Inquest into death of teenager killed in polar bear attack that also injured Cornish schoolboy (From Falmouth Packet)
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Inquest into death of teenager killed in polar bear attack that also injured Cornish schoolboy
9:31am Monday 7th July 2014 in News
An inquest into the death of an Eton schoolboy mauled in a polar bear on an Arctic expedition that also left a Cornish schoolboy injured will start today.
Horatio Chapple was on an adventure holiday to the remote Svalbard islands in August 2011 with the British Schools Exploring Society (BSES) when he died.
Also injured in the attack was 16-year-old Scott Bennell-Smith, from St Mellion in Cornwall, alsongside Michael Reid, 29, from Plymouth, Andrew Ruck, 27, from Brighton, 17-year-old Patrick Flinders, from Jersey.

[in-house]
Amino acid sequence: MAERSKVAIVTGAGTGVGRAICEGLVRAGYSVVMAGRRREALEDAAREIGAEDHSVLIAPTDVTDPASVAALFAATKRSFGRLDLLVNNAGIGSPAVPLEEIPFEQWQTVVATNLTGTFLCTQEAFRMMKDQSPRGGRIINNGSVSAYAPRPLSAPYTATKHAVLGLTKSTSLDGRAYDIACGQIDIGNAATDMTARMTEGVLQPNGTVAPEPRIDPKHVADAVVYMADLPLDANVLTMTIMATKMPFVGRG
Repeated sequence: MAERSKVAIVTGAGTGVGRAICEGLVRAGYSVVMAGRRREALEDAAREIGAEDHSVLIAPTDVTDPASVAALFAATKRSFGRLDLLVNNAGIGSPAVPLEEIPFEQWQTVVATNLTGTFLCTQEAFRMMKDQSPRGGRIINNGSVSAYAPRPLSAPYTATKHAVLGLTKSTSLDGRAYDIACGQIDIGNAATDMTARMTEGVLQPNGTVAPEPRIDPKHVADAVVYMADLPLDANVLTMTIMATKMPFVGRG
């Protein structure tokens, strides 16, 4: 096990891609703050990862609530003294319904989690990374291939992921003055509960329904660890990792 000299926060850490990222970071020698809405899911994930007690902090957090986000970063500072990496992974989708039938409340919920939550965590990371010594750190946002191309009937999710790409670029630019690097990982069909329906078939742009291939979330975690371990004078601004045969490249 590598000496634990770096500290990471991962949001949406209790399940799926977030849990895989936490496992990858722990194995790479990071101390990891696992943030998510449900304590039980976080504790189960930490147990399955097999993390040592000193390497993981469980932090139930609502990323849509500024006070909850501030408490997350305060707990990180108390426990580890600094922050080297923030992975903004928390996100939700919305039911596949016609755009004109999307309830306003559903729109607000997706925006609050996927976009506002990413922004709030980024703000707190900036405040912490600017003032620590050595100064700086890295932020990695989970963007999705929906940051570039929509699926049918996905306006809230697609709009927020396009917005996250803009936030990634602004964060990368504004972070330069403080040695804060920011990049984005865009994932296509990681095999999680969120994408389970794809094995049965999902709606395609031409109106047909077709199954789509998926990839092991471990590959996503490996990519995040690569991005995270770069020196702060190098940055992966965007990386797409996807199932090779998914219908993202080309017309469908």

The 17-year-old from from Salisbury, Wiltshire, was sleeping in his tent when the bear went on the rampage, inflicting fatal injuries to his head and upper body.
Four others were hurt, while the bear was shot dead by one of the group leaders.
An investigation by Norwegian officials later ruled that the death resulted from "a number of unfortunate circumstances''.
Following the probe, Svalbard's governor stressed the BSES did not act negligently under criminal law.
Horatio's parents lodged an appeal but prosecutors in Norway later upheld the original decision that no criminal charges should be brought.
The month after Horatio's death High Court Judge Sir David Steel was appointed to chair an independent inquiry into the incident.
Sir David completed his report in July 2012 but its publication was delayed until the inquest could be heard.
It is scheduled to be published this morning to coincide with the start of the inquest, which is being held before Assistant Coroner for Wiltshire and Swindon Ian Singleton and is expected to last for five days.
Horatio, who aspired to become a doctor, was praised by his family following his death for his "amazing sense of humour and ability to laugh at himself''.
Eton College paid tribute to a popular pupil, saying his death was "devastating".
Edward Watson, chairman of the British Exploring Society, said he was a "fine young man" who "had all the hallmarks of a true leader".